A few months ago, before having spent the summer in Sicily—where I learned to embrace a slower pace of life—I would have been unbelievably annoyed at this mix up. I would've been frustrated at losing not just one morning to treating my various physical ailments, but two mornings. I would've thought of all the work that would inevitably pile up.

Instead, post-Sicily, I went to the front desk manager and said, "Hey, I'm a day early for my appointment, right?"

The front desk manager confirmed I had indeed arrived a day early. Since I was there, I figured I might as well make sure all the insurance paperwork for my appointment was in order. New insurance can be complicated, after all. I pulled up the referral from my primary care physician. At which point, I learned the referral I had in hand was incomplete.

"We can't treat you without a corrected referral," the front desk manager said.

"Okay. Let me work on it," I said, anxiety already rising.

Yet Another Moment for Reflection

Here I was, drenched in sweat, facing a long walk home in the blazing sun and an urgent need to get a new referral so my appointment the next day wouldn't also be a bust.

My first instinct was to call my primary care physician's office while walking and, with much frustration, insist they figure out how produce the correct referral immediately. That way, I could use the walk to multi-task and save time.

But I stopped myself.

Why did I need to call that exact moment while I was in the middle of something physically taxing? What would happen if I waited to call until I got home in an hour? That way, I could call my doctor's office while I was fed, hydrated, and enjoying a bit of air conditioning.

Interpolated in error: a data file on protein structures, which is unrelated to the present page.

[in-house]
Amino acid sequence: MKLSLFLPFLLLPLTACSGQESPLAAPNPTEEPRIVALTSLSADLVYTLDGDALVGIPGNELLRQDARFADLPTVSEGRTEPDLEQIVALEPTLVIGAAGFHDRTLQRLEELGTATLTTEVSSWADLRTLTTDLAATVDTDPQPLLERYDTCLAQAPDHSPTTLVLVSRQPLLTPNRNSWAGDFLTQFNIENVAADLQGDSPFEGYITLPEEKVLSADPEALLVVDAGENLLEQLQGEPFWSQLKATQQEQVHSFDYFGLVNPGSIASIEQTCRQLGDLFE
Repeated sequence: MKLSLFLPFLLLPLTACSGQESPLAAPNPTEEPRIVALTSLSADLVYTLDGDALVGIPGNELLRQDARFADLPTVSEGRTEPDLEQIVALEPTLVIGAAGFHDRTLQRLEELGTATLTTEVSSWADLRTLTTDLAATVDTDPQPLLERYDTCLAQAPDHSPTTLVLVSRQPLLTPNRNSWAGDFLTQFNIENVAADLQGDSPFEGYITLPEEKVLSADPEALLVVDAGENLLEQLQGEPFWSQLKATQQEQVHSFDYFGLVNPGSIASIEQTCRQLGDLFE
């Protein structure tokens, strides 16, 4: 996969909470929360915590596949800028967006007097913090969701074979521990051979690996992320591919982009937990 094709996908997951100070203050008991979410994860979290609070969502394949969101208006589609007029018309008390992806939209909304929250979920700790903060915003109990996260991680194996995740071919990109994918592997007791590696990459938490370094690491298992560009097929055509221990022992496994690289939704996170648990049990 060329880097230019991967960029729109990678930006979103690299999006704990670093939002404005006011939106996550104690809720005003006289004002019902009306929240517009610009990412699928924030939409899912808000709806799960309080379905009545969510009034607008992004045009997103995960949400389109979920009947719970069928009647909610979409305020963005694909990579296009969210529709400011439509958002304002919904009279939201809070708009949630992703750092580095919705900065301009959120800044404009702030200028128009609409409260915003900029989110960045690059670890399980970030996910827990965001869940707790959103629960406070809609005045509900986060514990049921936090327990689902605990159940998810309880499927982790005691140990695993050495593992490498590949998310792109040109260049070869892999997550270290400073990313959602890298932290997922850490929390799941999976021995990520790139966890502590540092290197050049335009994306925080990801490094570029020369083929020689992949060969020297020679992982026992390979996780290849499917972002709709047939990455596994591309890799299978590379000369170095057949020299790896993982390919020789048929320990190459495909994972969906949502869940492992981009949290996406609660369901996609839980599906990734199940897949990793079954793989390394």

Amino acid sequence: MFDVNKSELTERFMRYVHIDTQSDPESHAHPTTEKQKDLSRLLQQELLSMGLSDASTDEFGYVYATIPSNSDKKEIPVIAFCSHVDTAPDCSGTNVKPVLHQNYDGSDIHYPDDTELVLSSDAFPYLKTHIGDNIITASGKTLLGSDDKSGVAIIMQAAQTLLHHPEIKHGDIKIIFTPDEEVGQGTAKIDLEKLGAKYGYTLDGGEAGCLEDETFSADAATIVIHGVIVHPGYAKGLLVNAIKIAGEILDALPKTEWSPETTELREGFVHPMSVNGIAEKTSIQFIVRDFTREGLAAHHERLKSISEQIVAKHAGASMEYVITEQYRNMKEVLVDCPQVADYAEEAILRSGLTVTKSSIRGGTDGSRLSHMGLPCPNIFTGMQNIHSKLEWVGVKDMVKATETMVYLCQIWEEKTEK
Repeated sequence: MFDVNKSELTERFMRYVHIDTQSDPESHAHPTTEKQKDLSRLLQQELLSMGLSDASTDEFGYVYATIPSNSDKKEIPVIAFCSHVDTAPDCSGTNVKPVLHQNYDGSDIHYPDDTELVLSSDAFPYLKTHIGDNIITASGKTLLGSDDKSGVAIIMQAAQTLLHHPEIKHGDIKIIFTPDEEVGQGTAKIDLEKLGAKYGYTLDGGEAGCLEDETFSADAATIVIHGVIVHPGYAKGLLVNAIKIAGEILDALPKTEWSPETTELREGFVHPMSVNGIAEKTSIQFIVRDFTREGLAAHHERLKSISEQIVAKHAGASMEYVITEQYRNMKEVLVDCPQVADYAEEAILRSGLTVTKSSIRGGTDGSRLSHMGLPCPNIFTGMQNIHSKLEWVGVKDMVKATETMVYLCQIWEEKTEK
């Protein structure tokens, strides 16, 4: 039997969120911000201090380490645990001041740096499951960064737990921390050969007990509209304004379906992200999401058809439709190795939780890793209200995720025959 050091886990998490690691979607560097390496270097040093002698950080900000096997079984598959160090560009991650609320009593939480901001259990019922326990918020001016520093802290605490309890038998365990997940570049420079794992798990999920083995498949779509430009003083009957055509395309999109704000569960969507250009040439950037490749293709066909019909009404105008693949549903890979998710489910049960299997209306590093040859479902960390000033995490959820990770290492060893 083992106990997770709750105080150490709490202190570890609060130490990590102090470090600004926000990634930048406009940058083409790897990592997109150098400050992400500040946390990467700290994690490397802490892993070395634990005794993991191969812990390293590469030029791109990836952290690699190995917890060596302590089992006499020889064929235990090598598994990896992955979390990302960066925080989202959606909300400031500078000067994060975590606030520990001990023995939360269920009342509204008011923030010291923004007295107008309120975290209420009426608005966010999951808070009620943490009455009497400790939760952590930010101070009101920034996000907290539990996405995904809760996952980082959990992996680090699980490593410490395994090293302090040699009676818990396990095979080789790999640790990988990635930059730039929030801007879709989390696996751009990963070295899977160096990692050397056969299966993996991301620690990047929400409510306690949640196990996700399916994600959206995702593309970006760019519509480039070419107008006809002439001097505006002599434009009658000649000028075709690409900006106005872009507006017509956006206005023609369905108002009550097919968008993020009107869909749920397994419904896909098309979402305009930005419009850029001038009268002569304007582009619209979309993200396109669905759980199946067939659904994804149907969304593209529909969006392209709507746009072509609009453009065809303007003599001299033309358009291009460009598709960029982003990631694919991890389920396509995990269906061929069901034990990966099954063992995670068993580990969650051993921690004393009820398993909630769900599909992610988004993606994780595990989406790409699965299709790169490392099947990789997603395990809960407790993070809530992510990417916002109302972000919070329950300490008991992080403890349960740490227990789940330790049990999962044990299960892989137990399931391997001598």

Once I asked those questions, the answer seemed obvious.

I chose to respond in a new way. I chose to give myself—and others—a bit of grace.

This was how I'd learned to deal with things that didn't go as planned in Sicily—how to live on Sicily's schedule, not my own.

So on the way home, I listened to two more episodes of the great podcast. I even found humor in my ridiculous scheduling error.

As expected, I arrived home sweaty, thirsty, and starving. But I wasn't angry or frustrated. Which was good, because getting the correct and complete referral became a whole other drama. But you know what? Ultimately, I was able to get what I needed.

And the next day I got to go to physical therapy—for real!

Small Things that Mean Big Things

A few weeks ago, I published a blog post about having uncovered a new and better version of myself during my first long-term stay in Sicily. In it, I described my fear of losing that person in the day-to-day grind of being back in Brooklyn. I wrote that:

I want to be comfortable with stillness and patience, because that's when I can hear the voice of my favorite self.

My physical therapy appointment mix up wasn't just a ridiculous, time-wasting scheduling error. It was an opportunity to live up to a goal I had set for myself.

Those tiny unexpected moments, where everything goes wrong and we could easily behave as the worst versions of ourselves—that's where we get the chance to decide who we are.